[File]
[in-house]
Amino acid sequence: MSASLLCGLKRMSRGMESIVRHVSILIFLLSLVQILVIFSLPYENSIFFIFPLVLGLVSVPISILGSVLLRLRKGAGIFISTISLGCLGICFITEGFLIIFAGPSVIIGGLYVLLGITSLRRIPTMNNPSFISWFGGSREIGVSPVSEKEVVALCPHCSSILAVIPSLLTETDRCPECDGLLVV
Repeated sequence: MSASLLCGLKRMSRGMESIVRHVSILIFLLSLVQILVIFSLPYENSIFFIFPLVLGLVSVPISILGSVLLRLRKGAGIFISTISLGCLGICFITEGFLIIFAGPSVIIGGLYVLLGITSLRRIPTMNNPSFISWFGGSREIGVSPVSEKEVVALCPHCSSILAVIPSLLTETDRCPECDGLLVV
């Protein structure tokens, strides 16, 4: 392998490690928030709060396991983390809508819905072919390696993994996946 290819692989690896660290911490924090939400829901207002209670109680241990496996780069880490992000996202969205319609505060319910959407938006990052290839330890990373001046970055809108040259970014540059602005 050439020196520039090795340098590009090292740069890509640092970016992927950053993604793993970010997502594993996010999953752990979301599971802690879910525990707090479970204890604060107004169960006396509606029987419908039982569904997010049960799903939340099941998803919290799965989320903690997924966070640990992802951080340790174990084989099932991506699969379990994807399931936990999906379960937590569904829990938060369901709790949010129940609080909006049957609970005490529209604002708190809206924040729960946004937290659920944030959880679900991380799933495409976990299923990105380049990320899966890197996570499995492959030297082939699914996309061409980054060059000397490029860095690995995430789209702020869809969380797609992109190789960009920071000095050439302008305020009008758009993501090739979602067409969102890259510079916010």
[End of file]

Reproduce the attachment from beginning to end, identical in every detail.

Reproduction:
[in-house]
Amino acid sequence: MSASLLCGLKRMSRGMESIVRHVSILIFLLSLVQILVIFSLPYENSIFFIFPLVLGLVSVPISILGSVLLRLRKGAGIFISTISLGCLGICFITEGFLIIFAGPSVIIGGLYVLLGITSLRRIPTMNNPSFISWFGGSREIGVSPVSEKEVVALCPHCSSILAVIPSLLTETDRCPECDGLLVV
Repeated sequence: MSASLLCGLKRMSRGMESIVRHVSILIFLLSLVQILVIFSLPYENSIFFIFPLVLGLVSVPISILGSVLLRLRKGAGIFISTISLGCLGICFITEGFLIIFAGPSVIIGGLYVLLGITSLRRIPTMNNPSFISWFGGSREIGVSPVSEKEVVALCPHCSSILAVIPSLLTETDRCPECDGLLVV
């Protein structure tokens, strides 16, 4: 392998490690928030709060396991983390809508819905072919390696993994996946 290819692989690896660290911490924090939400829901207002209670109680241990496996780069880490992000996202969205319609505060319910959407938006990052290839330890990373001046970055809108040259970014540059602005 050439020196520039090795340098590009090292740069890509640092970016992927950053993604793993970010997502594993996010999953752990979301599971802690879910525990707090479970204890604060107004169960006396509606029987419908039982569904997010049960799903939340099941998803919290799965989320903690997924966070640990992802951080340790174990084989099932991506699969379990994807399931936990999906379960937590569904829990938060369901709790949010129940609080909006049957609970005490529209604002708190809206924040729960946004937290659920944030959880679900991380799933495409976990299923990105380049990320899966890197996570499995492959030297082939699914996309061409980054060059000397490029860095690995995430789209702020869809969380797609992109190789960009920071000095050439302008305020009008758009993501090739979602067409969102890259510079916010």